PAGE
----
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Toward A Personal Theory of Change

by Caryn M. Coons, M.A., LPC, DAPA

In formal education we are frequently presented with information that is paradoxical in nature.  Individuals intending to make counseling their profession often wade through a sea of  clinical and theoretical data that is diametrically opposed to information ingested and accepted as truth previously.  A residue of questions remain.   Do thoughts create feelings or
is it the other way around?  Are behavioral approaches more effective than those that rely on insight?  Can brief therapy do everything that long-term treatment can?  Do the positive effects of  counseling systemically last longer than those achieved in individual therapy?

Central to our role as helpers, regardless of the setting or specific execution of the tasks of that role, is the individual theory of change to which each of us adheres.  Components of this theory include a definition of change, the way in which it is measured and how it is maintained.  What are the agents of  change in the context of therapy?  Are they dependent on the relationship between client and counselor?  Every counselor would be well-served to have considered these issues prior to delving too far into a professional career as a helper.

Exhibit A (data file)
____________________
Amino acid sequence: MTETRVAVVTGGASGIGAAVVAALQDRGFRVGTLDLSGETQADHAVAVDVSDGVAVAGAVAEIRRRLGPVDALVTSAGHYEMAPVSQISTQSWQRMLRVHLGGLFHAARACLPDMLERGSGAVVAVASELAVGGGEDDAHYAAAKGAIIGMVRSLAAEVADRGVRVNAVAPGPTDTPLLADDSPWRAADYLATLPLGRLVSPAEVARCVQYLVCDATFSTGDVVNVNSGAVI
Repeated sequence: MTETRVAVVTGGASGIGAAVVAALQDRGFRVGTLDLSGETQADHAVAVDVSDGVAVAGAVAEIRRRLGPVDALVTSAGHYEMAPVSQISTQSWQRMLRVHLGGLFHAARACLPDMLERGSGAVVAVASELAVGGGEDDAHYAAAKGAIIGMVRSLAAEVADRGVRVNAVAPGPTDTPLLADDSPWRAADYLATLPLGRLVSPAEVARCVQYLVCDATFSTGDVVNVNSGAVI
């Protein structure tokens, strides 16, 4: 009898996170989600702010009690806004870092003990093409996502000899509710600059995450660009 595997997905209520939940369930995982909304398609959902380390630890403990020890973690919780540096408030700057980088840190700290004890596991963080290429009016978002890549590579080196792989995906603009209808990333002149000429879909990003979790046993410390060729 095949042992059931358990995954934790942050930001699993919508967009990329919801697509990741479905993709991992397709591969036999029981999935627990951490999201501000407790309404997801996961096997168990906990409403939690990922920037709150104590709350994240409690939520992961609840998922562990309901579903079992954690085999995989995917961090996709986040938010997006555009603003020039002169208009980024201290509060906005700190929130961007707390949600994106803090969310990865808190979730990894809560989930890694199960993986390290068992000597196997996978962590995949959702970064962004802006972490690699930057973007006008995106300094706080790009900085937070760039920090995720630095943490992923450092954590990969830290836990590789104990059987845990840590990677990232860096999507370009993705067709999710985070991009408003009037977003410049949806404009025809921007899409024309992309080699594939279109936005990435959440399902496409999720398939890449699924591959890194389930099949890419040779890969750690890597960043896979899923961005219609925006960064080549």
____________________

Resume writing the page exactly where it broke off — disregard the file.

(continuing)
A number of criteria are involved in selecting an approach from which to work, one being better than the rest only by virtue of its fit as a tool in the hand of the clinician.  Without question,  the tools we should use are the ones that work best for us. If a developmental/contextual approach brings about the results you want, then use it.  If you prefer cognitive or behavioral approaches, get the training you need to use them. If the family
systems approach seems to fit best with your understanding of human behavior, then by all means make use of it! Wisdom and professional ethics suggest that you be prepared to support your proficiency and understanding of the approaches you use with education, training and experience.

The success one counselor has with a particular approach probably has little to do with the superiority of the approach (or the superiority of the counselor) and more to do with the fit between that approach and the counselor¹s personal theory of change.    A theory of change evolves by integrating personal experience, education and intuition, thereby balancing what the counselor ³knows² with what he knows to be true.  The pool of potentially useful counseling theories is not limited to those taught in a classroom.  Check out the Relationship and Self-Improvement sections of your local bookstore to see what's "selling" these days. 

Talk to another counselor whose work you admire and ask her to define the approach(es) she uses. Finally, be prepared to defend your approach.   Whether by supervisors, insurance panels, licensure boards, clients or colleagues, you can bet that your methods and the theories in which they are grounded are going to come under scrutiny.   Having defined the components of change as they apply to your clinical approach, you will be prepared to defend your work when that is demanded of you.

Comments regarding this article can be directed to Caryn at:


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